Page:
Claimant: “Take my word for it — my back is really rigid, even though my examination is normal.”
Panel: That’s good enough for a Table 53 rating.
Panel holds that no objective evidence of rigidity is required for a Table 53 rating and assignment of impairment.
Claimant sustained a compensable accident and alleged neck “tenderness” during palpation by his authorized treating physician (ATP) early in his treatment. However, he was placed at maximum medical improvement (MMI) after his ATP determined that he had “minimal objective residual problems” and had “full range of motion” and “normal spinal/paraspinal” symmetry. Respondents filed a final admission of liability (FAL) and claimant obtained a Division Independent Medical Examination (DIME) with Dr. Thomas Higginbotham.
Dr. Higginbotham recorded a myriad of subjective complaints, including claimant reporting a “sharp pull” in his neck, but Dr. Higginbotham recorded only “tenderness” based on claimant’s subjective report during the exam, and documented no objective signs of rigidity. Dr. Higginbotham provided both a Table 53 and range of motion (ROM) rating for the neck and respondents challenged the rating.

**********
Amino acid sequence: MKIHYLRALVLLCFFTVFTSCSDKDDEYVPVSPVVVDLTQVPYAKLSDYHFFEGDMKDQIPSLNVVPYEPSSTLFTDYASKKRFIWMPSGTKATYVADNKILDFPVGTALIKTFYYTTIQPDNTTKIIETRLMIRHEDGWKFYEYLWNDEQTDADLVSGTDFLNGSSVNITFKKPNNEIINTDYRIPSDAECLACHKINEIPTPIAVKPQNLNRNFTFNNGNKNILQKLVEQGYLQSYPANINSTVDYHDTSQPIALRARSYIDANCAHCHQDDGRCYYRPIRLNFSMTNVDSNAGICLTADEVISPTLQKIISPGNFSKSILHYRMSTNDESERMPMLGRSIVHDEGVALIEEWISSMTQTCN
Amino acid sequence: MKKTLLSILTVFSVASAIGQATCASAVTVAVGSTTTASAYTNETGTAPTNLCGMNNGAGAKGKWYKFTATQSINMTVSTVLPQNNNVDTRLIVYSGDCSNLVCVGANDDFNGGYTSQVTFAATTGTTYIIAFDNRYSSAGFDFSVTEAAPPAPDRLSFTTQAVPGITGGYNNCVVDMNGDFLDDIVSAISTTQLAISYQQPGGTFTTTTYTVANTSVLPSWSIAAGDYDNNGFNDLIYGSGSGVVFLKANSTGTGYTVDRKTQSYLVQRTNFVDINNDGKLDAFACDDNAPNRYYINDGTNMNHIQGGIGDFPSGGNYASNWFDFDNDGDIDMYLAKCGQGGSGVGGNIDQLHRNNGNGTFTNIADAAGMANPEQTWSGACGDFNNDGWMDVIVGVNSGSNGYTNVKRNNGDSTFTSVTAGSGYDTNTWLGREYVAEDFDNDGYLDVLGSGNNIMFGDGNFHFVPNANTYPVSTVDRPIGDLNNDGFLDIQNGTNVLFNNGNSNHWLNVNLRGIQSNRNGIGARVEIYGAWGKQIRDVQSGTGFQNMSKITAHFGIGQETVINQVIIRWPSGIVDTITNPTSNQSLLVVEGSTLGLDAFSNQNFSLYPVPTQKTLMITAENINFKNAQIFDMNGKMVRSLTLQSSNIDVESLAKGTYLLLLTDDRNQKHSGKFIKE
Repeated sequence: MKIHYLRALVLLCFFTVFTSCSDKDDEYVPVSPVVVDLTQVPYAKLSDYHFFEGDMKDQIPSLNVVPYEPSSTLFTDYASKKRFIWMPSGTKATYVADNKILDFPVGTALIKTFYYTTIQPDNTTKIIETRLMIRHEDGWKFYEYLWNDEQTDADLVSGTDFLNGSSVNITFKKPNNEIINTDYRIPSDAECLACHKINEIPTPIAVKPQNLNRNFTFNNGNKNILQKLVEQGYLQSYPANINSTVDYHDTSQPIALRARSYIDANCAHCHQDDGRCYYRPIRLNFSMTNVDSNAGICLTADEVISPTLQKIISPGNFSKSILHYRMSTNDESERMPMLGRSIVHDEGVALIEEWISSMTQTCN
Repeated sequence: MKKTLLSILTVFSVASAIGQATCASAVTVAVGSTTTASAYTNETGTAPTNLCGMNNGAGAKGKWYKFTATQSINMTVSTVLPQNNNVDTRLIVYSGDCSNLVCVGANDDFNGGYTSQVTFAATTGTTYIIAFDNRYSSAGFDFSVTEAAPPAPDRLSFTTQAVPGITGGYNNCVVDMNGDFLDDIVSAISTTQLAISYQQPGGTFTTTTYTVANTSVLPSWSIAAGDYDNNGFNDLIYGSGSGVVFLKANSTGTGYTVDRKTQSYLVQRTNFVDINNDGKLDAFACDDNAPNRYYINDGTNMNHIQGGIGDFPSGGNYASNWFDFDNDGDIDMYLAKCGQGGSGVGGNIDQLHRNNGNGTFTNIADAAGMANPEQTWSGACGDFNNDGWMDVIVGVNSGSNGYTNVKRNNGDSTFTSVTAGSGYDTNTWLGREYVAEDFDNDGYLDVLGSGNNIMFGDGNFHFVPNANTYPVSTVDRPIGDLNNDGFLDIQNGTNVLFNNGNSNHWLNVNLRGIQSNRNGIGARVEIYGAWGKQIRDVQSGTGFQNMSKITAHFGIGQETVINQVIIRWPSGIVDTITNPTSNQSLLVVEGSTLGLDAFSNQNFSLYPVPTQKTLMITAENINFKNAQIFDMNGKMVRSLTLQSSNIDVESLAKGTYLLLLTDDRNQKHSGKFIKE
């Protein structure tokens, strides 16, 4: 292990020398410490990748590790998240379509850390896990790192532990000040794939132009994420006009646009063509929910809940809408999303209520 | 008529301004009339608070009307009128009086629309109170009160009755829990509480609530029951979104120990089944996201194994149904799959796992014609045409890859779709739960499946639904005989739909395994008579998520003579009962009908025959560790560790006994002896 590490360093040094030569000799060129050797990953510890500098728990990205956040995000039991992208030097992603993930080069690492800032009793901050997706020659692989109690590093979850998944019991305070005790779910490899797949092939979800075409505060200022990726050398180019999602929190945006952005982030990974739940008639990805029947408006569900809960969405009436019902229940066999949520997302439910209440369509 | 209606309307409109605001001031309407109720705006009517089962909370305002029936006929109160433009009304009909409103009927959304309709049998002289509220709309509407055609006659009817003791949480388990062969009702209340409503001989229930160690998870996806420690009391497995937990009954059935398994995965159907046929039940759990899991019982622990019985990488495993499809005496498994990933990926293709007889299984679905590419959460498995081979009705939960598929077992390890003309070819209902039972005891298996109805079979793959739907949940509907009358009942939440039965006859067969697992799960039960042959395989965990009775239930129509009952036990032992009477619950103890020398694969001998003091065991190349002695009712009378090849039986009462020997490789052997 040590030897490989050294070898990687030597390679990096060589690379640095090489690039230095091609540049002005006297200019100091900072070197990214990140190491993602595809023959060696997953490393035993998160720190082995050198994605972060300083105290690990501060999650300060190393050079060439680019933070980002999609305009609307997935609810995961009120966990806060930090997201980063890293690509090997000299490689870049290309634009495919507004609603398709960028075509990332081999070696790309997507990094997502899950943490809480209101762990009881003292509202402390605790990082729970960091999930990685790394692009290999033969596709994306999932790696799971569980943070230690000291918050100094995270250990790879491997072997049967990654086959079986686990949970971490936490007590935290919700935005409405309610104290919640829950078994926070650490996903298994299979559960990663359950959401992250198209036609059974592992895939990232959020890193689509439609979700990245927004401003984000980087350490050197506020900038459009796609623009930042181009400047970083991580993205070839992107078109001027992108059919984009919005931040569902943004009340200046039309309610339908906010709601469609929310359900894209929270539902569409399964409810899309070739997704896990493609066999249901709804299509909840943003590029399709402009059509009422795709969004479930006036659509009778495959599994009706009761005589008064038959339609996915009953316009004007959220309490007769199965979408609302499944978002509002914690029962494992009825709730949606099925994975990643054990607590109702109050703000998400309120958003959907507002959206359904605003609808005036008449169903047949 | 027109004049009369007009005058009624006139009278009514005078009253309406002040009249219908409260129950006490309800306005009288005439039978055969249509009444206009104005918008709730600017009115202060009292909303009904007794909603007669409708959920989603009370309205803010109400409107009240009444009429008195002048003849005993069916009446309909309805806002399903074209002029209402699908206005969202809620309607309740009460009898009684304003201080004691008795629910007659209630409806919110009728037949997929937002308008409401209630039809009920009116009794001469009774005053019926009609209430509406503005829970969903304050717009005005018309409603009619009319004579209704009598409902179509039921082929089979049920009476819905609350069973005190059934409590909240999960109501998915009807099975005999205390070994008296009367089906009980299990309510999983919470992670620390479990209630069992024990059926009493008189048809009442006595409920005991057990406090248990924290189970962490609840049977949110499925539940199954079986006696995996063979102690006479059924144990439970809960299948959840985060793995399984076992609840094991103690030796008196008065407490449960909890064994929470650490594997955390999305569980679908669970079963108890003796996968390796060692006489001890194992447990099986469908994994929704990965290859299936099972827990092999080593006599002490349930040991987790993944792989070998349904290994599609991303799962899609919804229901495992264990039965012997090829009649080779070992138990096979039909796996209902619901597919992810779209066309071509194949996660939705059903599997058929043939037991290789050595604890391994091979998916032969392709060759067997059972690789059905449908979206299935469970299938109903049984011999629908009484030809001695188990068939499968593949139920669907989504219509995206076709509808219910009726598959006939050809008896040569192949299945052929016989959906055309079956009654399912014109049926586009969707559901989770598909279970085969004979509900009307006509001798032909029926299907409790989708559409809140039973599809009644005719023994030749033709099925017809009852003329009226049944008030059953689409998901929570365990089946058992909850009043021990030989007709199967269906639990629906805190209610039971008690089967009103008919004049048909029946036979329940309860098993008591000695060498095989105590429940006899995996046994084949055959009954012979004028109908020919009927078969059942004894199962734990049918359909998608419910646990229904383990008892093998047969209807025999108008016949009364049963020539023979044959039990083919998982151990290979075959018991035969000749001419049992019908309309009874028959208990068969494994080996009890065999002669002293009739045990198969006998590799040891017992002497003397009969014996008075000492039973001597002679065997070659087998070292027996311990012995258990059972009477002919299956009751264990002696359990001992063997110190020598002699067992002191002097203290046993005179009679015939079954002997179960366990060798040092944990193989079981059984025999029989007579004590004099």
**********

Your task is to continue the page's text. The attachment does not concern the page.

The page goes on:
The Administrative Law Judge (ALJ) held that DIME was overcome based on the testimony of respondents’ expert that the DIME should not have provided a Table 53 rating because Dr. Higginbotham never documented any objective signs rigidity from an examination in his report — only claimant’s subjective report of rigidity.
A Panel of the Industrial Claim Appeals Office (Panel) reversed the decision, noting the requirement in the AMA Guides for “six months of medically documented pain and rigidity” before a Table 53 rating may be issued does not require that the rigidity be objective. The Panel remanded the case for additional findings to the ALJ.
Bryan v. Transit Mix Concrete and Travelers Indemnity Company, W.C. No. 5-058-044 (ICAO June 5, 2019).
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